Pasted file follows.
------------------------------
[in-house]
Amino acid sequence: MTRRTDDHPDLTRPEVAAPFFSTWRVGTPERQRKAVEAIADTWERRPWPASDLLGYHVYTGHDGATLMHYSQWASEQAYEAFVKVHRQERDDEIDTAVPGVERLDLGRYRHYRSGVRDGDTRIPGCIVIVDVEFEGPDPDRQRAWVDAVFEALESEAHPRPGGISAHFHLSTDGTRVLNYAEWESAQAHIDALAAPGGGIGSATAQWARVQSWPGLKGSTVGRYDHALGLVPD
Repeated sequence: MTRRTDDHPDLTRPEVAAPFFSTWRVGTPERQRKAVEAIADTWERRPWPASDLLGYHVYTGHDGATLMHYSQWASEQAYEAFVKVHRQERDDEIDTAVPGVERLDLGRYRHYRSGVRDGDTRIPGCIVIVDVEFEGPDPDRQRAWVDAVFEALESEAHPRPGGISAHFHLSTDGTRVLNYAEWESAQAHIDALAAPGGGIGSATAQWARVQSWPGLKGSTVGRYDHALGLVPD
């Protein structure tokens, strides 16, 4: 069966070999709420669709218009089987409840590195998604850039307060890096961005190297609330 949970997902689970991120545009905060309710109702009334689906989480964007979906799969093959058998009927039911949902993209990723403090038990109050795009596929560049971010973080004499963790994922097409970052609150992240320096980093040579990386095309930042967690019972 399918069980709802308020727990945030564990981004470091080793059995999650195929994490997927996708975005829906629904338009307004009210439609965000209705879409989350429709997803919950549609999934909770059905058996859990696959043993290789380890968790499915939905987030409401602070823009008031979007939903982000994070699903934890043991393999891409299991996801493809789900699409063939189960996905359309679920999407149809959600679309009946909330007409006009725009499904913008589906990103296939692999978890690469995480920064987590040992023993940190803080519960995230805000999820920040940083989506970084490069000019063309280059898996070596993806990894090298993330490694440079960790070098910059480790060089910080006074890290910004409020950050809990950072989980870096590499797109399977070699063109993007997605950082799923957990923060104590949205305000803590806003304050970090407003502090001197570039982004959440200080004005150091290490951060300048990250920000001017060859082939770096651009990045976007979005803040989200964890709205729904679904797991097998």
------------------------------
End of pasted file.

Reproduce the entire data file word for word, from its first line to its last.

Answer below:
[in-house]
Amino acid sequence: MTRRTDDHPDLTRPEVAAPFFSTWRVGTPERQRKAVEAIADTWERRPWPASDLLGYHVYTGHDGATLMHYSQWASEQAYEAFVKVHRQERDDEIDTAVPGVERLDLGRYRHYRSGVRDGDTRIPGCIVIVDVEFEGPDPDRQRAWVDAVFEALESEAHPRPGGISAHFHLSTDGTRVLNYAEWESAQAHIDALAAPGGGIGSATAQWARVQSWPGLKGSTVGRYDHALGLVPD
Repeated sequence: MTRRTDDHPDLTRPEVAAPFFSTWRVGTPERQRKAVEAIADTWERRPWPASDLLGYHVYTGHDGATLMHYSQWASEQAYEAFVKVHRQERDDEIDTAVPGVERLDLGRYRHYRSGVRDGDTRIPGCIVIVDVEFEGPDPDRQRAWVDAVFEALESEAHPRPGGISAHFHLSTDGTRVLNYAEWESAQAHIDALAAPGGGIGSATAQWARVQSWPGLKGSTVGRYDHALGLVPD
């Protein structure tokens, strides 16, 4: 069966070999709420669709218009089987409840590195998604850039307060890096961005190297609330 949970997902689970991120545009905060309710109702009334689906989480964007979906799969093959058998009927039911949902993209990723403090038990109050795009596929560049971010973080004499963790994922097409970052609150992240320096980093040579990386095309930042967690019972 399918069980709802308020727990945030564990981004470091080793059995999650195929994490997927996708975005829906629904338009307004009210439609965000209705879409989350429709997803919950549609999934909770059905058996859990696959043993290789380890968790499915939905987030409401602070823009008031979007939903982000994070699903934890043991393999891409299991996801493809789900699409063939189960996905359309679920999407149809959600679309009946909330007409006009725009499904913008589906990103296939692999978890690469995480920064987590040992023993940190803080519960995230805000999820920040940083989506970084490069000019063309280059898996070596993806990894090298993330490694440079960790070098910059480790060089910080006074890290910004409020950050809990950072989980870096590499797109399977070699063109993007997605950082799923957990923060104590949205305000803590806003304050970090407003502090001197570039982004959440200080004005150091290490951060300048990250920000001017060859082939770096651009990045976007979005803040989200964890709205729904679904797991097998």